a) Initializing k(0,1)=k(1,1)= . . . k(N−1,1)=0, const=N+1, wherein, k(I,l)>0 is the time slot for which input I reserves an output in lth time slot, l1=(const−N−1)mod N denotes an input that starts a new schedule in lth time slot, and k(I,l)=0 implies that the action of input I in time slot l is suppressed;
b) setting Ol+N={0,1, . . . ,N−1}, k(Il1)=l+N+1, k(mod(Il+1)mod N,I)=k(I1,l−2), and k(I,l)=k((I−1)modN,l−1) for 0≦i≦N−1 and (Il+1)mod N) and il is not equal to Il;
c) choosing one output j at input I, 0≦I≦N−1, in a round-robin fashion from the set Ok(I,l) for which it has a packet to send, provided that k(I, 1)≠0 and excluding j from Ok(I,l);
d) storing the address, at input I, 0≦I≦N−1, of the chosen output in its connection memory at location k(I, l)mod(N+1) and moving an HOL packet from a corresponding receive input-output queue to separate transmit input-output queue;
e) forwarding the set Ok(I,l) at Input I, 0≦I≦N−1 and I=(Il−2)mod N,to the next input (I+1)mod N, wherein Input (Il−2)mod N delays the set Ok((il−2)mod N,l) for one time slot before forwarding it;
f) establishing a cross bar connection between the input I, 0≦I≦N−1 and output whose address is read from location (I mod(N+1)) of the input I's connection memory;
g) transmitting the reserved packet at the head of the scheduled transmit input-output queue is transmitted through the switch core for each input I, 0≦I≦N−1,
wherein N, i, j, k are natural numbers and BMI is a bitmap for a queue that denotes destination of a head of the line packet for a queue i.
7. A method according to claim 5 wherein multicast scheduling is incorporated in round-robin greedy scheduling algorithm wherein multicast packets are stored in a first come first served fashion and have priority over unicast queues and steps in lth time slot further comprise:
h) chooses all outputs j such that jεOk(I,l)∩BMI at input I, 0≦I≦N−1 and transmitting HOL multicast packets the chosen outputs in the kth time slot.
i) serving unicast queues if Ok(i,l)∩BMi is an empty set, otherwise excluding the chosen outputs from Ok(i,l) and BMi;
j) deleting HOL multicast packets from the multicast queue If BMI is empty,
wherein N, i, j, k are natural numbers and BMI is a bitmap for a queue that denotes destination of a head of the line packet for a queue i.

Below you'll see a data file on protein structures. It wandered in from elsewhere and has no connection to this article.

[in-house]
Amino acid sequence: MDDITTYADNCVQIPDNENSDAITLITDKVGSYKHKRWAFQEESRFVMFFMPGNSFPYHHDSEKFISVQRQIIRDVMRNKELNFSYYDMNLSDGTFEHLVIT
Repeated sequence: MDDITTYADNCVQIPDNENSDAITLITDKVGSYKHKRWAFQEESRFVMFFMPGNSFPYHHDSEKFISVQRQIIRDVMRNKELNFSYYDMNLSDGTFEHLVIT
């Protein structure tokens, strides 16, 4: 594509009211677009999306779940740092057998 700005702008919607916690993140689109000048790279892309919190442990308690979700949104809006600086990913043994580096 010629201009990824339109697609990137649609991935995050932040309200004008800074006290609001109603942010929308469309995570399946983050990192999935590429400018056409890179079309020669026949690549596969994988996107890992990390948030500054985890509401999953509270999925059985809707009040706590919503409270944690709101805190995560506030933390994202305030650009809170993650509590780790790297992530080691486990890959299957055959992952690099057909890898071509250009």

8. A method according to claim 6 wherein multicast scheduling is incorporated in round-robin greedy scheduling algorithm wherein multicast packets are stored in a first come first served fashion and have priority over unicast queues and steps in lth time slot further comprise:
h) choosing all outputs j such that jεOk(I,l)∩BMI at input I, 0≦I≦N−1;
i) transmitting HOL multicast packets the chosen outputs in the kth time slot;
j) serving unicast queues if Ok(i,l)∩BMi is an empty set, otherwise excluding the chosen outputs from Ok(i,l) and BMI;
k) deleting HOL multicast packets from the multicast queue If BMi is empty,
wherein N, i, j, k are natural numbers and BMI is a bitmap for a queue that denotes destination of a head of the line packet for a queue i.
9. An N stage pipeline system for scheduling a N×N switch where a stage i is associated with an input I, said stage i schedules transmission to an output in a future time slot, said future time slot rippling through all stages, wherein all pipeline stages corresponding to inputs are performing scheduling concurrently such that no two inputs choose a same future time slot at a same time, output slots being selected based on a round-robin fashion, wherein when an output is selected by a stage, the output is removed from a free pool of outputs such that a pipeline stage does not pick the output that has already been selected, wherein N and i are natural numbers.